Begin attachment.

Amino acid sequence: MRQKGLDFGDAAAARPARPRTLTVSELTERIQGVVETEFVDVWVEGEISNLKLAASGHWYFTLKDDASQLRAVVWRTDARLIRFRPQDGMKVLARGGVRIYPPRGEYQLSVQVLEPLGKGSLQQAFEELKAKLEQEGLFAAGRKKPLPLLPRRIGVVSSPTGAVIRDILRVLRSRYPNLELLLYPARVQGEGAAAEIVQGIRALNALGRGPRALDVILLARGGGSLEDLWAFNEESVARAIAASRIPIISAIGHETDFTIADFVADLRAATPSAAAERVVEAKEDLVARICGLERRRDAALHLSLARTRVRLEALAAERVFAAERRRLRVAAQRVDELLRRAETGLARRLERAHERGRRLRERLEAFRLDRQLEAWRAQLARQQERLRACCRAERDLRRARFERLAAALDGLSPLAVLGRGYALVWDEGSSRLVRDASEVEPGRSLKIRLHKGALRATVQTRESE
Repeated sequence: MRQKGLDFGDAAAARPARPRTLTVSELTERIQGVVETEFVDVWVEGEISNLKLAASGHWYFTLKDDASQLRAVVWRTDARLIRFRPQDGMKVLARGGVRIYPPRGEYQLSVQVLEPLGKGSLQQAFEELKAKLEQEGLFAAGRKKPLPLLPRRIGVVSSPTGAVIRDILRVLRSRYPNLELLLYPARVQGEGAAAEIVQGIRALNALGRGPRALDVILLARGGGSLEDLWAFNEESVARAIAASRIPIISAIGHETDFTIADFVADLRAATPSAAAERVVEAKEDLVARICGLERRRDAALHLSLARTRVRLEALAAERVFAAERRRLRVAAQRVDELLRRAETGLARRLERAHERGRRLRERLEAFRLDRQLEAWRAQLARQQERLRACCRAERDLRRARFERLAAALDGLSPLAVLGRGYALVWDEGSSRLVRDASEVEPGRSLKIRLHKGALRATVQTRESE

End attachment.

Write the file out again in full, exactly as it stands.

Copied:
Amino acid sequence: MRQKGLDFGDAAAARPARPRTLTVSELTERIQGVVETEFVDVWVEGEISNLKLAASGHWYFTLKDDASQLRAVVWRTDARLIRFRPQDGMKVLARGGVRIYPPRGEYQLSVQVLEPLGKGSLQQAFEELKAKLEQEGLFAAGRKKPLPLLPRRIGVVSSPTGAVIRDILRVLRSRYPNLELLLYPARVQGEGAAAEIVQGIRALNALGRGPRALDVILLARGGGSLEDLWAFNEESVARAIAASRIPIISAIGHETDFTIADFVADLRAATPSAAAERVVEAKEDLVARICGLERRRDAALHLSLARTRVRLEALAAERVFAAERRRLRVAAQRVDELLRRAETGLARRLERAHERGRRLRERLEAFRLDRQLEAWRAQLARQQERLRACCRAERDLRRARFERLAAALDGLSPLAVLGRGYALVWDEGSSRLVRDASEVEPGRSLKIRLHKGALRATVQTRESE
Repeated sequence: MRQKGLDFGDAAAARPARPRTLTVSELTERIQGVVETEFVDVWVEGEISNLKLAASGHWYFTLKDDASQLRAVVWRTDARLIRFRPQDGMKVLARGGVRIYPPRGEYQLSVQVLEPLGKGSLQQAFEELKAKLEQEGLFAAGRKKPLPLLPRRIGVVSSPTGAVIRDILRVLRSRYPNLELLLYPARVQGEGAAAEIVQGIRALNALGRGPRALDVILLARGGGSLEDLWAFNEESVARAIAASRIPIISAIGHETDFTIADFVADLRAATPSAAAERVVEAKEDLVARICGLERRRDAALHLSLARTRVRLEALAAERVFAAERRRLRVAAQRVDELLRRAETGLARRLERAHERGRRLRERLEAFRLDRQLEAWRAQLARQQERLRACCRAERDLRRARFERLAAALDGLSPLAVLGRGYALVWDEGSSRLVRDASEVEPGRSLKIRLHKGALRATVQTRESE